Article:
A Defense Attorney is in many ways a police officer of the Constitution (The highest law). We hold to the Constitution and require all government employees (usually just police, prosecutors, and judges.) to adhere to that law. Defense Attorneys often times get a bad wrap for defending those society assumes are already guilty. But we must not forget about this framework and that is the foundation of our country. Defense Attorneys are the one group that fight for it and us every day.
So go home (or click the links) and give yourself a Constitutional refresher, shake a Defense Attorney’s hand (or give them a hug), and when you see someone being arrested instead of presuming they are guilty (I do it sometimes too), try presuming they are innocent and think for once, Why are those cops hassling that poor guy, I hope they don’t violate OUR Constitutional Rights.
Posted in Uncategorized | Tagged attorney, constitutional rights, criminal law, defense attorney, innocent, rights | 2 Comments »
Last week the U.S. Supreme Court issued its opinion Arizona v. Gant. This case drastically changes the way police officers nationwide will be able to conduct a search when arresting an individual on a traffic violation.
Over the past 28 years when an individual has been arrested while driving a vehicle, the police have been able to lawfully search the inside of the car for officer safety reasons, even when there is no risk of the arrestee getting a weapon or destroying evidence. This rule has been known as a search incident to arrest (SIA). If someone is arrested and in a car then arresting officers could search the “grab area” of the car (the entire passenger area of the car). This SIA doctrine allowed police to make simple arrests for minor traffic violations and then search the vehicle if they had a hunch there might be drugs or other illegal evidence in a car. This has been a police officer’s favorite way to justify what really is an illegal search and for many years.
The new opinion overruled the SIA doctrine. The Court stated that “Police may search a vehicle incident to a recent occupant’s arrest only if the arrestee is within reaching distance of the passenger compartment at the time of the search or it is reasonable to believe the vehicle contains evidence of the offense of arrest.” The Court reasoned that 28 years of the old rule has ended up as an authorization to conduct unconstitutional searches. The Court also stated evidence in the passenger compartment is “rarely” within an area that the arrestee could reach.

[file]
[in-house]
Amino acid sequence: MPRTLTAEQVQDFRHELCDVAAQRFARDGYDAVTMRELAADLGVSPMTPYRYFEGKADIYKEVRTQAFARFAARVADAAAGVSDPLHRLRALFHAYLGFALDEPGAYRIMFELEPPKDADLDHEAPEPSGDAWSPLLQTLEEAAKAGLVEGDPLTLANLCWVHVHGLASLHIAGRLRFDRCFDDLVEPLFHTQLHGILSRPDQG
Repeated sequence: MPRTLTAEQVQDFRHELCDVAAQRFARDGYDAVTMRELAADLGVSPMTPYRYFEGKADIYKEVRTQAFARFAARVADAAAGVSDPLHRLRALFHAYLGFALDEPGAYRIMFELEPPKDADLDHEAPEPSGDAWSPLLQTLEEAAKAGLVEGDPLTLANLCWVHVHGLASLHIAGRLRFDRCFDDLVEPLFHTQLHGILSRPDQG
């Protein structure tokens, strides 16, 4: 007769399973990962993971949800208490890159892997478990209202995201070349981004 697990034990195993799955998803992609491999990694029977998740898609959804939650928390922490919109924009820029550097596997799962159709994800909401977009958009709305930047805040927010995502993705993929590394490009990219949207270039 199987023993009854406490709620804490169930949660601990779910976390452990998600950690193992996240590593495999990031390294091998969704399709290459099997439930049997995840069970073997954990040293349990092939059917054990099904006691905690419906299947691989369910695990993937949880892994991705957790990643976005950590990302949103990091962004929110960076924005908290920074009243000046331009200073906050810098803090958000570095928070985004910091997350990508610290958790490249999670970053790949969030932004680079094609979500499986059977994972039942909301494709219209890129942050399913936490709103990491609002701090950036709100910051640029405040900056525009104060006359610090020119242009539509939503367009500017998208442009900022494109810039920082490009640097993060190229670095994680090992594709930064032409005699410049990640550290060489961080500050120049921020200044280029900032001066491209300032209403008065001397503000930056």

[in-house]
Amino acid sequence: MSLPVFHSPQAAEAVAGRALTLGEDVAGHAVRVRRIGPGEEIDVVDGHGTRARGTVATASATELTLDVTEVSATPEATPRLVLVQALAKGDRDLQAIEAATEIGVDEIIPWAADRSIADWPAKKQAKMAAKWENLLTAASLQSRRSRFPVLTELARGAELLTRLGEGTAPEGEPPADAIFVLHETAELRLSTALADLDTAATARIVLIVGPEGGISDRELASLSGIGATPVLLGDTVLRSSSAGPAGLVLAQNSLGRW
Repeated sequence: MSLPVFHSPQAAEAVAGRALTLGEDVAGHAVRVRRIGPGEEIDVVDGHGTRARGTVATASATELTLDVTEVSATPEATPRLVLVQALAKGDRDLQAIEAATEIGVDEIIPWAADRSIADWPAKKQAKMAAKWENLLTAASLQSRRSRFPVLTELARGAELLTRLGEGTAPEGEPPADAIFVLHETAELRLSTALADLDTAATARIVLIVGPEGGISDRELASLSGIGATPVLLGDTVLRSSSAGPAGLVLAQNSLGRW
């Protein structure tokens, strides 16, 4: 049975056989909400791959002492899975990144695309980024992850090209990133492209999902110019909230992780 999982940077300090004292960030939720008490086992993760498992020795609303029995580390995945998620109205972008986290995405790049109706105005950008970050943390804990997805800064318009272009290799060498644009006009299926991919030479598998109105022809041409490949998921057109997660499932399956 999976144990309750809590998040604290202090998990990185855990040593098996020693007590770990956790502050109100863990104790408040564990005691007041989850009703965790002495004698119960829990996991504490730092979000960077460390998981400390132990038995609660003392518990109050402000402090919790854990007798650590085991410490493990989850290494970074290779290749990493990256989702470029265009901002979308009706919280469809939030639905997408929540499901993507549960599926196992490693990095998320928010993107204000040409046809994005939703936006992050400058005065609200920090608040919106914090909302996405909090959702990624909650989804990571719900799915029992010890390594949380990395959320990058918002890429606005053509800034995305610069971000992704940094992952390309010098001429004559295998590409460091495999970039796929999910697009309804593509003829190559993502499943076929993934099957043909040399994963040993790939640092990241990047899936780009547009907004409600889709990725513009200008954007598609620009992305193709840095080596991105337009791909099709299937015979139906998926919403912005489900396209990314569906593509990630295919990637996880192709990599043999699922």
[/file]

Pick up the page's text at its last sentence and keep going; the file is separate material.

For those of us interested in preserving our Constitutional Rights this is a landmark decision. There are ways police can get around this rule but it will make searching a car a bit more difficult when arrested for a minor violation.
Posted in Search & Seizure | Tagged arrest, criminal law, drugs, DUI, hunch, illegal search, search, vehicle | Leave a Comment »
I am amazed with number of clients who have fallen into the web of deceit spun by law enforcement officers questioning them about suspected criminal activity and fall prey to the “charm” of the officer when he opines that cooperation will result in favorable treatment. While in some cases, mostly minor matters, that may be true, if you are being questioned about say a sexual abuse of a child, homicide, aggravated robbery, etc., you are not going to gain many points or favors by confessing. What you will likely do is provide the prosecuting authorities with evidence they may not yet have and since any statements you make are most often admissible in court, the rope they need to hang you. Advice: If you are being questioned about anything of consequence, politely indicate that you are willing and anxious to talk with the officer, but would like to talk to a lawyer first.
The concept of confession is good for the soul in the criminal law arena is equivalent to those other famous great lies: I’m from the government and I’m here to help; It’s only a cold sore; the checks is in the mail; and I will respect you in the morning.
Posted in Uncategorized | Tagged arrest, criminal law, Miranda rights, Police confession | 2 Comments »